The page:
“He said the ship didn’t have any signs of life, and people who charter yachts get pretty paranoid. Even the communication with me was encrypted.”
Nakimura makes a thoughtful noise. “Do you know why he shared this tip with you?”
“There’s only a dozen salvors operating around the River, and I guess I’m pretty well known.” Not for being a salvor, but either Keces knows that already or they don’t need to. They sure don’t need to know the pilot was someone she knows. Knew. Sort of.
The Unsmiling Guys give one another a skeptical glance. Nakimura’s tone remains mild, though. “I see. Would you share your telemetry data?”
“Sure.” She reaches into her vest pocket; immediately Guy One drops his hand to his sidearm. Idiot. She holds a level stare, slowly pulling out a smartpad and pen. Formal contracts have a ritual that involves the physical, even when only the resulting data gets tracked. She scribbles a command on the paper to have Kismet prepare and transmit a report on the wreck. A signature line appears; she hands it and the pen to Nakimura.
He makes a quick slash of a signature across the pad, rips off the top sheet, and hands the pad and pen back to Gail. After a quick glance at the copy the notepad has kept, she tucks it and the pen away. At the same time he pulls a small notebook out of his jacket, opening its fancy cover—likely real leather—and presses the receipt into it, holding it for a moment until it seals.
A second chime signals the rail car is turning down a spoke, rotating so they’ll be facing the right way as down starts to have meaning. Nakimura folds the cover back and studies the display on the other side, frowning, then speaks again. “You went aboard.”
“Of course.” Her right ear twitches in irritation. “The ship was basically empty. It didn’t look to me like it even had more than one or two passengers.”
“Assuming you were recording, I’d like a copy of all the video from entry to exit.”
She clears her throat. “So I take it this mystery ship belongs to Keces.”
“I can’t discuss details about our interest.”
Gravity’s about as strong as it’s going to get; they must be near the disembarking zone. “Jason, job zero for me is establishing vessel ownership. If I can’t do that, I make a claim for pure salvage, and since we’re talking about a mostly intact SC71 the finder fee alone is going to be pretty high. If you want to discuss your ‘interest,’ you’re going to have to be a little less coy.”
The car’s downward motion becomes down and forward, then just forward. The door opens with another chime and they get out.
“Understood.” He leads Gail and his entourage across a short polished concrete floor to the exit doors, and they head outside to the station proper. The Unsmiling Duo stay a little closer to her than she’s comfortable with.
Some arcology platforms go wild with greenery, like the Ceres Ring. Some go for a quirky theme, like Kingston. Molinar, though, chose to instantiate the platonic ideal of bland. Other than the eternal upward arc of the half-kilometer wide landscape, there’s not a single curve anywhere. A vehicle corridor runs straight down the center; they’ve exited onto a pedestrian bridge over that avenue. Other bridges cross over at regular intervals. It’s so free of style it feels malicious. Yes, it used to be a company platform, a mining venture that fizzled before she was born like most of them had by then. But they could do something. Paint the roof blue. Make a few buildings fake brick. Put up a single sad lonely plastic tree.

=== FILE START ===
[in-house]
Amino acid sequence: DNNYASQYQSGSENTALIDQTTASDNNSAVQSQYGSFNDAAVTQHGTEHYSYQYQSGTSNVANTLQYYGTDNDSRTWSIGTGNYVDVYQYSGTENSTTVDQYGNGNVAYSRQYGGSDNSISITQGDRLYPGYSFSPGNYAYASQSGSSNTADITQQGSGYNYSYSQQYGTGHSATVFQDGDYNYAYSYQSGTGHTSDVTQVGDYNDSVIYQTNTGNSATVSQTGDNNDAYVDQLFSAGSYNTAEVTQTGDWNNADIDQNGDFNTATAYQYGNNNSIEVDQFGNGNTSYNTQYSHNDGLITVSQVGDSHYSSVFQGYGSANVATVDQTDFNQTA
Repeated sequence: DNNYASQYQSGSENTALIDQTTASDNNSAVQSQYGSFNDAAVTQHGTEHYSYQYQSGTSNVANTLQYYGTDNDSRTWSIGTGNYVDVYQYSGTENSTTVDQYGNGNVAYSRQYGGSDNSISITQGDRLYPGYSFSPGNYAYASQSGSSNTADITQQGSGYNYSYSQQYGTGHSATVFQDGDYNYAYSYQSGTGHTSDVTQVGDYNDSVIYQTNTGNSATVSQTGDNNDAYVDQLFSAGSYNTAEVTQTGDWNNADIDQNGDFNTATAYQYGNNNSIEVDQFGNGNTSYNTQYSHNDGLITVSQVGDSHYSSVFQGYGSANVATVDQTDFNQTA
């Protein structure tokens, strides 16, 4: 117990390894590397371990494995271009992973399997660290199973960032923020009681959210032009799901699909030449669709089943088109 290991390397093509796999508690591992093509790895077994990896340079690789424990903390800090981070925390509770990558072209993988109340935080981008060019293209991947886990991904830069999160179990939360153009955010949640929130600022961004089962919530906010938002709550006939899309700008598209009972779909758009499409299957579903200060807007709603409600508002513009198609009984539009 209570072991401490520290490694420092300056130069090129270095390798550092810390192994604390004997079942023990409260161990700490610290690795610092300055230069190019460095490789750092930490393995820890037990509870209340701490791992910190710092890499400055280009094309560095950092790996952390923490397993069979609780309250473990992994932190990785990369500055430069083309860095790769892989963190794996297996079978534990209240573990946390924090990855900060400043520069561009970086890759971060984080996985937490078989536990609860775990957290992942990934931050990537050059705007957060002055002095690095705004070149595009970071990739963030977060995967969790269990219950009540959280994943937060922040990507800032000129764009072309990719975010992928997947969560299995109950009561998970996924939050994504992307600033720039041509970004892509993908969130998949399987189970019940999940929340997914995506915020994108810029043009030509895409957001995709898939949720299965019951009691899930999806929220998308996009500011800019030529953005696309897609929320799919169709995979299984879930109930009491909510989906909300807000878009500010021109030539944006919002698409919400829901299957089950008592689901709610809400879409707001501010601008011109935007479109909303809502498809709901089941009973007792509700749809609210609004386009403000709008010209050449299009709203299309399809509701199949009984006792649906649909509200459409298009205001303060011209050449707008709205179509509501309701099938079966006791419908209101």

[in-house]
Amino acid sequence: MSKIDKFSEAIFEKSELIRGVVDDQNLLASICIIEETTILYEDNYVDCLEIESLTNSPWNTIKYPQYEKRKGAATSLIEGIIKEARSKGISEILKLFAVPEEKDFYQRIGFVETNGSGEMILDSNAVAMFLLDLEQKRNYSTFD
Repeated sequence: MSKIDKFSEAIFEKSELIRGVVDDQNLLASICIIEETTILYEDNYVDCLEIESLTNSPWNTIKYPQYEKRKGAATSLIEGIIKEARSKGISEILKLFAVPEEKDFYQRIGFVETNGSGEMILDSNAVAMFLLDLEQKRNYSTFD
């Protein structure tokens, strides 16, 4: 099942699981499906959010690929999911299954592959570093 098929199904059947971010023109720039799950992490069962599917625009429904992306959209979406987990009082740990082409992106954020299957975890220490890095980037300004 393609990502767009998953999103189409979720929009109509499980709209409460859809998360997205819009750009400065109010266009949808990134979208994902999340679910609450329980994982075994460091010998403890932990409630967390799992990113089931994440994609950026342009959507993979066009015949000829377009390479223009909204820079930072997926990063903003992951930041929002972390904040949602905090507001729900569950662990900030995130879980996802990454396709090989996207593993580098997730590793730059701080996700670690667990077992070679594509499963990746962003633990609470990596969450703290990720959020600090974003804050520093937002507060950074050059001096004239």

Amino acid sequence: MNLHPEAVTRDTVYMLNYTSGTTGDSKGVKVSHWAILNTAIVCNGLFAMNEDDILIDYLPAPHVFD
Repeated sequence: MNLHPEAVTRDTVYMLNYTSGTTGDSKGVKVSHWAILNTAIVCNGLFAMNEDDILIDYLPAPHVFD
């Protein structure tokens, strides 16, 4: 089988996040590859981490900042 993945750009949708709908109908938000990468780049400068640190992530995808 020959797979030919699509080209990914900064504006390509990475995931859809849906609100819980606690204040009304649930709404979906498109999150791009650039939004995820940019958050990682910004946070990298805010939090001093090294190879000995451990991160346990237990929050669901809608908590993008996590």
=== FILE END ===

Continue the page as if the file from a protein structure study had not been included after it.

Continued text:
Nakimura gestures ahead to a point on the left half of the bisected station. “The office is a three-minute walk.”
“I have a simple proposal, then. If the appraisal team looking at the ship now reports back satisfactorily, you transfer the salvage claim to Keces. Finding the owners becomes our responsibility, not yours.”
“Do you have a number in mind?”
“Three percent of the ship’s current fair market value.”
She runs a hand through her chopped blond hair. Given its current condition, fair market value is going to be maybe half of what it’d be worth used, which would be about two-thirds list. Making his offer roughly one percent of list. Making it roughly twice as much money as she’s earned in her entire life.
Nakimura lifts a brow at her hesitation, the most emotion he’s shown so far. “Is that acceptable?”
“I think it’s workable,” she says, tone studiously neutral. Way too workable. She’s waiting for the hammer drop.
Some of the buildings they walk past have wooden trim, at least, but they’re all metal, all anodized. The temperature of the diffuse light from the ceiling a hundred meters above has started to lower in a simulated sunset. Unlike the system on Kingston, Molinar’s color temp never drops below 1900K; “nighttime” here is a dim orange.
The building they’re heading to stands out only by being larger—three stories—and having more wooden trim. Inside the lobby, there’s another cisform waiting. Dirty blond hair, stubbly shave, ill-fitting tan overcoat. His blue tie, complete with little gold lantern tie tack, completes the fashion crime. If the Unsmiling Duo radiate security thugs, the new guy radiates Suspicious Detective. Christ, for a company with a major business line in transformations, you’d think they’d employ a few totemics.
Nakimura addresses him without bothering to make introductions. “Have you gotten the report yet?”
“Yeah.” He glances at Gail, lip curling. “It’s not there.”
Nakimura frowns deeply.
“What’s not there?”
“Let’s have a talk, Ms. Simmons.” He motions at a door just off the lobby. Suspicious Detective opens it, and they all file in.
It’s an office, but looks like one nobody’s ever worked in. Big desk, big chair behind it, a few chairs in front of it, nothing else. Grey walls, grey ceiling, even grey floor. Not carpeted, polished concrete.